Judy Shapiro, CEO and founder of programmatic content marketing company EngageSimply, doesn't hold back when talking about the potential she sees with marketing technology. She wants marketers to embrace it, and worries they largely have not yet done so.
The way she sees it, marketing automation and data are not yet working well for big companies, and it may still be a few years before things truly click. Before she addresses the Ad Age IQ Marketing and Technology conference on Jan. 17, Ms. Shapiro shared some of her thoughts on why marketing instincts still matter, even as the marketing technology world becomes more and more automated.
Advertising Age: If there was one thing you could fix in marketing technology, what would it be?
Ms. Shapiro: I would love marketers to love the technology, and that's really difficult because none of them actually use it. There's a genuine intimidation. There's just not enough playful experimentation, personal. Instead of marketers doing the work, it falls to a tech team. There's a joy here, this is fun. I want people to get the joy of the creative aspect of this. You have now thousands of tools called adtech that are like a crayon box. You can create, and draw and play with them. But while [marketers] might open up the crayon box and see all of the colors, they get frozen in fear. I would love to see more personal experimentation. Work with the stuff, play with it. It's not going to bite you. It's not going to hurt you.
Ad Age: Are you seeing creative teams and technology teams work together more closely, or are they still in silos?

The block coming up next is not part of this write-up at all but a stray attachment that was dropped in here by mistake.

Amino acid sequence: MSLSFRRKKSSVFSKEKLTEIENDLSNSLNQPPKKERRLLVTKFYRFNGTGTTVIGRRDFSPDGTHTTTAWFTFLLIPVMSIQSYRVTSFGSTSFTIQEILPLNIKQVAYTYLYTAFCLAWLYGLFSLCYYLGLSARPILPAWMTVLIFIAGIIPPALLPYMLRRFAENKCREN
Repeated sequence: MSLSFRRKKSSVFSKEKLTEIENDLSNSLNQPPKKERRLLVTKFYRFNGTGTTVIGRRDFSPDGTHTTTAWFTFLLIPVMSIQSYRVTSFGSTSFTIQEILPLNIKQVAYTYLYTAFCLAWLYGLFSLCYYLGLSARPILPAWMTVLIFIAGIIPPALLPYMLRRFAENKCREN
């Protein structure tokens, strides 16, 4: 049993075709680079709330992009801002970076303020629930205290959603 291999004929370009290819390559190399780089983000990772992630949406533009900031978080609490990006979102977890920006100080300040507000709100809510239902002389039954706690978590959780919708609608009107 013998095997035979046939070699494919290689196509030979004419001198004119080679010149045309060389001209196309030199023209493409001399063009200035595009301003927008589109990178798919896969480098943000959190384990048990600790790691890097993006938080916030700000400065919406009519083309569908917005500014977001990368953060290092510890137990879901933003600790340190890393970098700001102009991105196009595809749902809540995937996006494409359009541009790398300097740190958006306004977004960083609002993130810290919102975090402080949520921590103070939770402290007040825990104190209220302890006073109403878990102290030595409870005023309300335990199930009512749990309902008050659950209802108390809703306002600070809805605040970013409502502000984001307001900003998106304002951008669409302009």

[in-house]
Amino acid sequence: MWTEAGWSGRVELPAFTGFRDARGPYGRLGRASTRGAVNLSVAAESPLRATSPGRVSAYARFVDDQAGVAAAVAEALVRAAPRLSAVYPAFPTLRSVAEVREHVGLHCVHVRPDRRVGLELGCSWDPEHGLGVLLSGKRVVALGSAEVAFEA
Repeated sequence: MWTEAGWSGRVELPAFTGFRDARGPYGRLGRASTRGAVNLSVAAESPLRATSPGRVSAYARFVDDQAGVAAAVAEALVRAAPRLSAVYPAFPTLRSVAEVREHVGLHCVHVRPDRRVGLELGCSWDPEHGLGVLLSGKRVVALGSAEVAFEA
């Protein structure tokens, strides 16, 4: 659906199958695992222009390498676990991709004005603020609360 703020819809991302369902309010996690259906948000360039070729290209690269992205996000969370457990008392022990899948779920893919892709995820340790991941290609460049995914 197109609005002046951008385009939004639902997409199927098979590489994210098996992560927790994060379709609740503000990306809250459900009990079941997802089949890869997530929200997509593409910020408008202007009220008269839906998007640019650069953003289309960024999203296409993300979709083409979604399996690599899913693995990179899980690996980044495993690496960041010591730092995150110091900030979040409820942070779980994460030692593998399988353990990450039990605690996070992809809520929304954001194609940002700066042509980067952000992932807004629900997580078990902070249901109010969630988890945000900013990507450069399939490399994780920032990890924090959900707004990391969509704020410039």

Ms. Shapiro: In some of the sharper digital agencies, you absolutely are seeing it. They create core teams and everybody has accountability for all of the pieces. I'm not seeing it on the client side, not because marketers don't want to see it, but because you have big CIO teams that are run separate. We're seeing some big marketing teams developing their own ad ops. Ad ops has never evolved to what it needed to be, because it got overtaken by the CIO. Companies are struggling more than agencies.
Ad Age: If you were making a hire in this area, say at a smaller agency or marketer, what skills do people need to have now or for the next five years?
Ms. Shapiro: The best skills are great marketing skills, not great tech skills, believe it or not. Great marketing is a talent, it's an intuition. Anyone with an open mind can learn the tech. If they have great marketing instincts, that's No. 1. The tech is an easier skill to learn. Once you dive in, it really is like swimming. You realize how much fun it is. I just would love every proverbial agency person who is standing on the edge of the pool to just dive in. I won't let them drown.
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